swissmiss said...

The funny thing about my Irish and English lines are that I have an Irish Hawkins branch on my maternal grandfather's side and an English Hawkins branch on my maternal grandmother's side.

My German line was especially hard to track since they were very sensitive about appearing American. They came over very early 1833 and left no mention of where they were from, what ship, etc. Their names were Smith and Jones...actually, Meyer and Schmitz which is so common in Germany that it was impossible to find them. Since Germans tended to move as a "pack" with others from their homeland, I tracked others in their community and finally found a book a German gentleman wrote that contains all my family back to the 30 Years War!

I doubt I will ever find where my English line is from, but someday...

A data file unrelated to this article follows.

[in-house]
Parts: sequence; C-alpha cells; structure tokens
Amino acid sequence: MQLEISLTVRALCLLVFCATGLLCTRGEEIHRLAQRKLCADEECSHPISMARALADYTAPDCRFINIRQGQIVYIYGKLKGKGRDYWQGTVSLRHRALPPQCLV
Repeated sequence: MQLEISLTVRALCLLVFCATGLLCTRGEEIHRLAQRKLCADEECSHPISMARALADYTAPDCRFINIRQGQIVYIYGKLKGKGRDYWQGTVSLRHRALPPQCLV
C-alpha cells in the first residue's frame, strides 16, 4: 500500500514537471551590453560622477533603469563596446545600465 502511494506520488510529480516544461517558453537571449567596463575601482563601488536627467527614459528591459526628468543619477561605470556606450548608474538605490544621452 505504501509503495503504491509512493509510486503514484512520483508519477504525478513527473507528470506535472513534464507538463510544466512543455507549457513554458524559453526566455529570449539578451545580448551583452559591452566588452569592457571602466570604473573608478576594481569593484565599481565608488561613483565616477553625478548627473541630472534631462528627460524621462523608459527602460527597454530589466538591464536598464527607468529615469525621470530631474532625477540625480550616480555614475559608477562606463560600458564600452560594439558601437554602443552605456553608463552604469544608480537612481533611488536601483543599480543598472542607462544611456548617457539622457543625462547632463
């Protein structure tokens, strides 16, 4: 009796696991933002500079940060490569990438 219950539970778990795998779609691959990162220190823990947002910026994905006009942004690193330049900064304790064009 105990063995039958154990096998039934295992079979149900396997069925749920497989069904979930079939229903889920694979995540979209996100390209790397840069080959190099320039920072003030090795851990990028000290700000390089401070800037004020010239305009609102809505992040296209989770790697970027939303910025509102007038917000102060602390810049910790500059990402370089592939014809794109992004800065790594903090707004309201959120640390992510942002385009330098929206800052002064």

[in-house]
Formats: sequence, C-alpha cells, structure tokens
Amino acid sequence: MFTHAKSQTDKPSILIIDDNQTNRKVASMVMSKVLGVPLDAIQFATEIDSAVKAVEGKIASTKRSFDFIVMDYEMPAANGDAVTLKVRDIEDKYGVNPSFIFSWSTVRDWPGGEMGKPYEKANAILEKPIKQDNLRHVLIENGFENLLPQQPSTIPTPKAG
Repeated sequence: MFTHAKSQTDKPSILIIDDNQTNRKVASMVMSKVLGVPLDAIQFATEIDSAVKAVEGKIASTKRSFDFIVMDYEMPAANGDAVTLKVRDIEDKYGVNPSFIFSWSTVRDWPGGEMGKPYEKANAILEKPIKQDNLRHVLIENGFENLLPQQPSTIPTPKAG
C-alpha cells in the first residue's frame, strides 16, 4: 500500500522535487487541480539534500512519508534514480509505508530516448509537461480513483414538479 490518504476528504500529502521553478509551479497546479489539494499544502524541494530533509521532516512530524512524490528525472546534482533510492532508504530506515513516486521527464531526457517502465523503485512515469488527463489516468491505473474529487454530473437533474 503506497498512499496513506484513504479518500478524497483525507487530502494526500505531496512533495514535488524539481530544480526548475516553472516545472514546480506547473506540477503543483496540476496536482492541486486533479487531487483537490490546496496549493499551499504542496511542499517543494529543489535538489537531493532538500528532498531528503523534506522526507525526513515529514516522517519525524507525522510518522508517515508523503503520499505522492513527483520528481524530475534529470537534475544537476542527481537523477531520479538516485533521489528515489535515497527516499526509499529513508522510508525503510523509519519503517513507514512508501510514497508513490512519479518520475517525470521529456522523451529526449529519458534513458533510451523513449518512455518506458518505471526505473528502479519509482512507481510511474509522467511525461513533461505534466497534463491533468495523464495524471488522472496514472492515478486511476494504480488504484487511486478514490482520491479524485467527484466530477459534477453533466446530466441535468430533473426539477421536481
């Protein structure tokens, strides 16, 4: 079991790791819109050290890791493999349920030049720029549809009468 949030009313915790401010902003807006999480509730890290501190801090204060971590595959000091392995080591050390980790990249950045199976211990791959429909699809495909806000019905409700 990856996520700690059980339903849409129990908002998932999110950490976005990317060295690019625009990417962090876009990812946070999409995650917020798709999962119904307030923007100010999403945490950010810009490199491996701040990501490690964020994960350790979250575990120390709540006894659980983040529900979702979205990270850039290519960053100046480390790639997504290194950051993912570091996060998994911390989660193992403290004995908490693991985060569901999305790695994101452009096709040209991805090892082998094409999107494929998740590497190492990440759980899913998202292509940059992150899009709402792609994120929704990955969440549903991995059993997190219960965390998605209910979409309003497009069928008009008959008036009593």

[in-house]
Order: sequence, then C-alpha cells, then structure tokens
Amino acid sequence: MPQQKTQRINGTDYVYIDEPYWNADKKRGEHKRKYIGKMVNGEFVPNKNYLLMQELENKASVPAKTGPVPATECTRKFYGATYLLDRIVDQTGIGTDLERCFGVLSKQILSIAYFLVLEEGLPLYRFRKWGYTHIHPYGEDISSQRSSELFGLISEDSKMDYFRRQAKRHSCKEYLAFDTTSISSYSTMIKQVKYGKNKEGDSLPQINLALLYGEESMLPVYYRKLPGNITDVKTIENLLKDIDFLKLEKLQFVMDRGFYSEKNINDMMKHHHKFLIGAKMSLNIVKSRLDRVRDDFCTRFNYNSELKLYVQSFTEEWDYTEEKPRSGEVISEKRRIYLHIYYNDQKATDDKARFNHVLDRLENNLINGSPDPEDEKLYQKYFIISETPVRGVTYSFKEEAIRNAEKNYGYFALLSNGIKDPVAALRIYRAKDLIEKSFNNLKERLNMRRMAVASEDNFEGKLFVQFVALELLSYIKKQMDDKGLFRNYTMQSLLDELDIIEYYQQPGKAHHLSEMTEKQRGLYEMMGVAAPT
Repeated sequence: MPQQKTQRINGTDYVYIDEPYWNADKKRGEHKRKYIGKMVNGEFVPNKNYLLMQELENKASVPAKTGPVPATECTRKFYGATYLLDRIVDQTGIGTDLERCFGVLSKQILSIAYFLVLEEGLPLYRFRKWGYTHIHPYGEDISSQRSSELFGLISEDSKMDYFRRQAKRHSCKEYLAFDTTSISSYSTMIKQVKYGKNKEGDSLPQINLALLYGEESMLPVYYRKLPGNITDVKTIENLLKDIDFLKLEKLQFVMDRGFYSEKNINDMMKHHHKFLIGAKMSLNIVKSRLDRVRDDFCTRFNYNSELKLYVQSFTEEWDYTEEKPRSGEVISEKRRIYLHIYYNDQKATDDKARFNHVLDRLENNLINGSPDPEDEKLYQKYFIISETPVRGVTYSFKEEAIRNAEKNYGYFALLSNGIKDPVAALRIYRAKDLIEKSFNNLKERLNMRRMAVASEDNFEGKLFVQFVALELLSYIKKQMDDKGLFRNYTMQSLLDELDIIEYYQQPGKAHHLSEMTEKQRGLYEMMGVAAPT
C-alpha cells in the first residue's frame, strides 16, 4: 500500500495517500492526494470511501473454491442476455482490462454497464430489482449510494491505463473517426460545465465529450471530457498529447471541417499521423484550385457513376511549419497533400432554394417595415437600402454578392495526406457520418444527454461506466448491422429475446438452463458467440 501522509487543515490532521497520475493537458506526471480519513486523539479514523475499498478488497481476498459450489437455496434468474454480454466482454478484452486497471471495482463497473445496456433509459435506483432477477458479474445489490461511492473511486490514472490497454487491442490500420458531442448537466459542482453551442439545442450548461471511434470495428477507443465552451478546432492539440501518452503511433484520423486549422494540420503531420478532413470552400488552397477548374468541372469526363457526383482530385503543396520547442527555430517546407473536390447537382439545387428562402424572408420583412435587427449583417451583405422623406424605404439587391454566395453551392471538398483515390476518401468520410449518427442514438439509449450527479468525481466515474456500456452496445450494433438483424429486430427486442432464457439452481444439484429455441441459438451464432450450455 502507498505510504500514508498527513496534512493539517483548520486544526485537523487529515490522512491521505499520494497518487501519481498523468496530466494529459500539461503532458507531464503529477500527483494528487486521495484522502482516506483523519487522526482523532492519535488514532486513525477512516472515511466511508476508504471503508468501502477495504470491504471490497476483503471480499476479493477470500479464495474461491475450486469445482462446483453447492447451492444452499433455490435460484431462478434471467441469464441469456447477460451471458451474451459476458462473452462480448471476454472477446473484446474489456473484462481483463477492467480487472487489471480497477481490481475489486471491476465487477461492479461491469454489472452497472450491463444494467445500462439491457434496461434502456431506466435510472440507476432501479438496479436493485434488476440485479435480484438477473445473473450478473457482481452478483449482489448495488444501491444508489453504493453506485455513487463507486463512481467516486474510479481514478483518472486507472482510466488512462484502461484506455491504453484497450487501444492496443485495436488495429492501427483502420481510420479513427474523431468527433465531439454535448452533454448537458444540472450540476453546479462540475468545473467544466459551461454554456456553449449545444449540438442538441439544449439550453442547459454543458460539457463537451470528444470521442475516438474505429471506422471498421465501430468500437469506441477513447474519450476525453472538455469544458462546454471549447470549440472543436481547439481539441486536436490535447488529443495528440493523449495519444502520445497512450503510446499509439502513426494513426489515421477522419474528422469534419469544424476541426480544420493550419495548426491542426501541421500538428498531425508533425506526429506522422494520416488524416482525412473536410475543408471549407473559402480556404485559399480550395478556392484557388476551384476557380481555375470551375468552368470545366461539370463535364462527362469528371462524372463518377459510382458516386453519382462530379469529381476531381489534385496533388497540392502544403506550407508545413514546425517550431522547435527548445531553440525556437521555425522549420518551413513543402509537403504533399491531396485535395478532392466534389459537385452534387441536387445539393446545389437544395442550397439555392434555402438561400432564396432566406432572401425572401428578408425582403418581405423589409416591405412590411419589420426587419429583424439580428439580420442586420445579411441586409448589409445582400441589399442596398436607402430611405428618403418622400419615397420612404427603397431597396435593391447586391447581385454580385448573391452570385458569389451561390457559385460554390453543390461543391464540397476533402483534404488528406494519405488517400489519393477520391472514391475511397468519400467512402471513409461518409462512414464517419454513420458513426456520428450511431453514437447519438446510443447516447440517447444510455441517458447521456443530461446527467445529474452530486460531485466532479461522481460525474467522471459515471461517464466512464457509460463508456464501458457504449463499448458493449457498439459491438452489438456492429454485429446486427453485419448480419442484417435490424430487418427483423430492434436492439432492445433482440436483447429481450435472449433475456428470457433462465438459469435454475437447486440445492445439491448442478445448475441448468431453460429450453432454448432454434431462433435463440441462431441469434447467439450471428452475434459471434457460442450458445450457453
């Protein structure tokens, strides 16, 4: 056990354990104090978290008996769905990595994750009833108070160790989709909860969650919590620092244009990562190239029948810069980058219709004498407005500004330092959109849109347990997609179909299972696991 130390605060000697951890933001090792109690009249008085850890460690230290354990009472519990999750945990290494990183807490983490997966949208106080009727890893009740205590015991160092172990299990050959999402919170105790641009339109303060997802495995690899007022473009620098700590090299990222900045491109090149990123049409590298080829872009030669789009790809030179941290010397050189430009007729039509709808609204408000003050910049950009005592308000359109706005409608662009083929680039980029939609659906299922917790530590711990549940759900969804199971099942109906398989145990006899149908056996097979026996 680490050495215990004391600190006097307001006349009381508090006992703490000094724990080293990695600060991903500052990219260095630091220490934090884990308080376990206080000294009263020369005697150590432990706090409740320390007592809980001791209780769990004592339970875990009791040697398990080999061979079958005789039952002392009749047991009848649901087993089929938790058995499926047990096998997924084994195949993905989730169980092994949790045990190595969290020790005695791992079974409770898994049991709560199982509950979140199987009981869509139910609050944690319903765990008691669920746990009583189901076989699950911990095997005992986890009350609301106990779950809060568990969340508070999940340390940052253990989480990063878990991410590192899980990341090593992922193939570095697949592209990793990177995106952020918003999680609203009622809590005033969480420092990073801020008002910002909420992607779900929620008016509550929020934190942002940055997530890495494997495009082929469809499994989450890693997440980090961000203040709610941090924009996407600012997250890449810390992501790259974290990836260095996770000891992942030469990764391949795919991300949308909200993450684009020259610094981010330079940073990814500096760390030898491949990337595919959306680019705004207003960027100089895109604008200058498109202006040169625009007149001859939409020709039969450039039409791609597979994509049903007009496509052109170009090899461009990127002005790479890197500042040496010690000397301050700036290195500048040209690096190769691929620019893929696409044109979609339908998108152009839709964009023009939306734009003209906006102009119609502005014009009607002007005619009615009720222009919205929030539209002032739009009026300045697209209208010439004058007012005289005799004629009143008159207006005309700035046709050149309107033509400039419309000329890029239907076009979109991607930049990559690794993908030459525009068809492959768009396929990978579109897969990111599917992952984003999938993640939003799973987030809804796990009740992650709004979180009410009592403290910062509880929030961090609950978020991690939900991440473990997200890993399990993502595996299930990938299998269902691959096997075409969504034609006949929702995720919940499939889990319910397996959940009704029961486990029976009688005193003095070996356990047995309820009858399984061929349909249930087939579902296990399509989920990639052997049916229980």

Where did your English lines settle? Mine, predominately in Ohio by way of PA and VA.

gemoftheocean said...

Swiss: Pennsylvania. Do you know what part your Hawkins fam. settled?j And lucky shot on that book. I had the luck of my Germans being in roughly the same geographic place for a long time - plus there'd been some excellent research done by some distant cousins, which helped a lot.There are a few people on there that I'd be related to more than once. not quite my aunt is my cousin stuff...but sisters marrying into two different lines and 3 generations descendants of same mereging. That sort of thing.

Joe18067 said...

I came across your grandparents grave, you have such wonderful information on your site.